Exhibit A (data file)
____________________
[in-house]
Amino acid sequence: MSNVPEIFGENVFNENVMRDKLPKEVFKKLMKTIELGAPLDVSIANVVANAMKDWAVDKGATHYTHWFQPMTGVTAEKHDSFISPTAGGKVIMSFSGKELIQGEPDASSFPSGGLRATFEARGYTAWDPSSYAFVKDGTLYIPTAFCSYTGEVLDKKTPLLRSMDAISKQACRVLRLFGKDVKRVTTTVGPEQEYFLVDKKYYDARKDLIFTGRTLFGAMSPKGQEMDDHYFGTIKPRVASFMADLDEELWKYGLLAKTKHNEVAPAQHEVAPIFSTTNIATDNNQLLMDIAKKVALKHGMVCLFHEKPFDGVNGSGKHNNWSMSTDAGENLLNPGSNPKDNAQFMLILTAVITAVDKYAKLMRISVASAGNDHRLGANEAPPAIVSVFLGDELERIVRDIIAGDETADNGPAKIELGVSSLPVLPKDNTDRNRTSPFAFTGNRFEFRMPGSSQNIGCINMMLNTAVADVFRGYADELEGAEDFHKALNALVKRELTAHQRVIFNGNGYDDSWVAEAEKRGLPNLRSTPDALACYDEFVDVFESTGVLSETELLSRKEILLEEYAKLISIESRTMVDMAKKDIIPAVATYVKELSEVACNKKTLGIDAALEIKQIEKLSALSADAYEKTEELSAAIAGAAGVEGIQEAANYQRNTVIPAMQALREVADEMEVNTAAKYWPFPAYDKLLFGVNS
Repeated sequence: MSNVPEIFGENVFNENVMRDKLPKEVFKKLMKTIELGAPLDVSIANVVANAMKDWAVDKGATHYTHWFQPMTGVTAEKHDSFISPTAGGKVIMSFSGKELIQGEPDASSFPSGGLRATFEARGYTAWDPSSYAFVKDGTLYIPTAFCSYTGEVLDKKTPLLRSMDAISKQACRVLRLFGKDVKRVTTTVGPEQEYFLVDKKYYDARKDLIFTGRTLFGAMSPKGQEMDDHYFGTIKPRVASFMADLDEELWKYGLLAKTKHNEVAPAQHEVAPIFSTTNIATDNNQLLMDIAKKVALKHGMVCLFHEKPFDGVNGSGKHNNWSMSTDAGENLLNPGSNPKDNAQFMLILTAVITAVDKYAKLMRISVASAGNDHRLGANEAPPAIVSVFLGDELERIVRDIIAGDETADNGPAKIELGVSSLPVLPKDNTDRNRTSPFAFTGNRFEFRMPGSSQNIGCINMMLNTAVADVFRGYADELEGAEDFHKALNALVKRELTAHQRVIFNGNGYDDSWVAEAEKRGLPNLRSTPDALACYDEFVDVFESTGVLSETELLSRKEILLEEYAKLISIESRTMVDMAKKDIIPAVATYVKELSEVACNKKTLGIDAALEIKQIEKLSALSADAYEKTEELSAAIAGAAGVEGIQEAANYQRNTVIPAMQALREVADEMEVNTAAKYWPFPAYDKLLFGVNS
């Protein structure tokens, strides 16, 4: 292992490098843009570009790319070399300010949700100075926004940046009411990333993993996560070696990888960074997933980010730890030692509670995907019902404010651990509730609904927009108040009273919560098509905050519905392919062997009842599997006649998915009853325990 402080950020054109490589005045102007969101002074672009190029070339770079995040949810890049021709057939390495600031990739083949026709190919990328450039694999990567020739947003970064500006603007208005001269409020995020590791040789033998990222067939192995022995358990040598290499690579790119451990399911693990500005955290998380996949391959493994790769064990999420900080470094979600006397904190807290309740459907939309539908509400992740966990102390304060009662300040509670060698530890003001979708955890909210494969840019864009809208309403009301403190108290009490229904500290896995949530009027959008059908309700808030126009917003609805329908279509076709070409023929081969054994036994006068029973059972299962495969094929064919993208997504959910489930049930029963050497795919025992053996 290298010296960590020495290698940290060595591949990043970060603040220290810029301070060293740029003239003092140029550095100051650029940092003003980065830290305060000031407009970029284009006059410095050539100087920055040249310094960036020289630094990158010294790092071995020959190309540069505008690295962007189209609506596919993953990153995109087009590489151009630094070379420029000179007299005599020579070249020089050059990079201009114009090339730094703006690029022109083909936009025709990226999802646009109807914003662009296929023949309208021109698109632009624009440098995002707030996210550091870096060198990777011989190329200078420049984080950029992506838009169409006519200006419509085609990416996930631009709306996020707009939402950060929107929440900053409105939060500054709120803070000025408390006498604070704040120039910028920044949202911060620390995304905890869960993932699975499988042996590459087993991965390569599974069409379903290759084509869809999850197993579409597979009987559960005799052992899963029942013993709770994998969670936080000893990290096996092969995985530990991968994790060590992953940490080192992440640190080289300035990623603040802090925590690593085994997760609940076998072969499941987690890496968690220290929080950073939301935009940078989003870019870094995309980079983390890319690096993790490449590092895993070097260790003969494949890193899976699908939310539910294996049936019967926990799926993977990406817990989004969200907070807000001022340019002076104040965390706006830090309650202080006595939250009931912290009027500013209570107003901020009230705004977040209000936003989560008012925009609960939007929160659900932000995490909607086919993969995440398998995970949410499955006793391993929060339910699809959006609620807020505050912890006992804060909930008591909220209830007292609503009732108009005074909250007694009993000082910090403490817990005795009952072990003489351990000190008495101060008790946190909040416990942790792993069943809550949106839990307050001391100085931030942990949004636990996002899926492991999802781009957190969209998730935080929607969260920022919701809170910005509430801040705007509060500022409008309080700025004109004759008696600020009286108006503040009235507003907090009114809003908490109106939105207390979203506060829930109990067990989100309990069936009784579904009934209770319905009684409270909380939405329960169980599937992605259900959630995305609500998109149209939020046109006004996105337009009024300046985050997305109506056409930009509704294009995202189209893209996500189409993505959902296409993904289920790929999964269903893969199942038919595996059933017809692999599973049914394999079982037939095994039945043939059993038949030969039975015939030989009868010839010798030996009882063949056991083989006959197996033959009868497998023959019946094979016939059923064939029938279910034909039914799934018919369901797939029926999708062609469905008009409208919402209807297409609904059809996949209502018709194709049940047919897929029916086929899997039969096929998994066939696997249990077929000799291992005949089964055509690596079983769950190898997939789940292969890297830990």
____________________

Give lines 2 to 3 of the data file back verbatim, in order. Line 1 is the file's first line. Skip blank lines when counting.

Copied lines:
Amino acid sequence: MSNVPEIFGENVFNENVMRDKLPKEVFKKLMKTIELGAPLDVSIANVVANAMKDWAVDKGATHYTHWFQPMTGVTAEKHDSFISPTAGGKVIMSFSGKELIQGEPDASSFPSGGLRATFEARGYTAWDPSSYAFVKDGTLYIPTAFCSYTGEVLDKKTPLLRSMDAISKQACRVLRLFGKDVKRVTTTVGPEQEYFLVDKKYYDARKDLIFTGRTLFGAMSPKGQEMDDHYFGTIKPRVASFMADLDEELWKYGLLAKTKHNEVAPAQHEVAPIFSTTNIATDNNQLLMDIAKKVALKHGMVCLFHEKPFDGVNGSGKHNNWSMSTDAGENLLNPGSNPKDNAQFMLILTAVITAVDKYAKLMRISVASAGNDHRLGANEAPPAIVSVFLGDELERIVRDIIAGDETADNGPAKIELGVSSLPVLPKDNTDRNRTSPFAFTGNRFEFRMPGSSQNIGCINMMLNTAVADVFRGYADELEGAEDFHKALNALVKRELTAHQRVIFNGNGYDDSWVAEAEKRGLPNLRSTPDALACYDEFVDVFESTGVLSETELLSRKEILLEEYAKLISIESRTMVDMAKKDIIPAVATYVKELSEVACNKKTLGIDAALEIKQIEKLSALSADAYEKTEELSAAIAGAAGVEGIQEAANYQRNTVIPAMQALREVADEMEVNTAAKYWPFPAYDKLLFGVNS
Repeated sequence: MSNVPEIFGENVFNENVMRDKLPKEVFKKLMKTIELGAPLDVSIANVVANAMKDWAVDKGATHYTHWFQPMTGVTAEKHDSFISPTAGGKVIMSFSGKELIQGEPDASSFPSGGLRATFEARGYTAWDPSSYAFVKDGTLYIPTAFCSYTGEVLDKKTPLLRSMDAISKQACRVLRLFGKDVKRVTTTVGPEQEYFLVDKKYYDARKDLIFTGRTLFGAMSPKGQEMDDHYFGTIKPRVASFMADLDEELWKYGLLAKTKHNEVAPAQHEVAPIFSTTNIATDNNQLLMDIAKKVALKHGMVCLFHEKPFDGVNGSGKHNNWSMSTDAGENLLNPGSNPKDNAQFMLILTAVITAVDKYAKLMRISVASAGNDHRLGANEAPPAIVSVFLGDELERIVRDIIAGDETADNGPAKIELGVSSLPVLPKDNTDRNRTSPFAFTGNRFEFRMPGSSQNIGCINMMLNTAVADVFRGYADELEGAEDFHKALNALVKRELTAHQRVIFNGNGYDDSWVAEAEKRGLPNLRSTPDALACYDEFVDVFESTGVLSETELLSRKEILLEEYAKLISIESRTMVDMAKKDIIPAVATYVKELSEVACNKKTLGIDAALEIKQIEKLSALSADAYEKTEELSAAIAGAAGVEGIQEAANYQRNTVIPAMQALREVADEMEVNTAAKYWPFPAYDKLLFGVNS